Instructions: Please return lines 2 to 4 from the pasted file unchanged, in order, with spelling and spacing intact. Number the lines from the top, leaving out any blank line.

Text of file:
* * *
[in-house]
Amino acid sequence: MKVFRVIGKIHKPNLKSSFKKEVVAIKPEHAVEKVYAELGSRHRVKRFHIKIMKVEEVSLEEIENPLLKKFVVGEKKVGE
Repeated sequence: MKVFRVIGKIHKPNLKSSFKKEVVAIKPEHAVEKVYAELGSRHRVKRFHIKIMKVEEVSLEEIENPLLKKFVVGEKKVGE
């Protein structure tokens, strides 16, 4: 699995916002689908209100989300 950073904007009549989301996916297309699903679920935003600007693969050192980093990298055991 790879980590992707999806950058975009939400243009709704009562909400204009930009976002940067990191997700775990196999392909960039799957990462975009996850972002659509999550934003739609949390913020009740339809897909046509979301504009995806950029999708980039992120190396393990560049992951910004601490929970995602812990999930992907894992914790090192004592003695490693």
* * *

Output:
Amino acid sequence: MKVFRVIGKIHKPNLKSSFKKEVVAIKPEHAVEKVYAELGSRHRVKRFHIKIMKVEEVSLEEIENPLLKKFVVGEKKVGE
Repeated sequence: MKVFRVIGKIHKPNLKSSFKKEVVAIKPEHAVEKVYAELGSRHRVKRFHIKIMKVEEVSLEEIENPLLKKFVVGEKKVGE
């Protein structure tokens, strides 16, 4: 699995916002689908209100989300 950073904007009549989301996916297309699903679920935003600007693969050192980093990298055991 790879980590992707999806950058975009939400243009709704009562909400204009930009976002940067990191997700775990196999392909960039799957990462975009996850972002659509999550934003739609949390913020009740339809897909046509979301504009995806950029999708980039992120190396393990560049992951910004601490929970995602812990999930992907894992914790090192004592003695490693």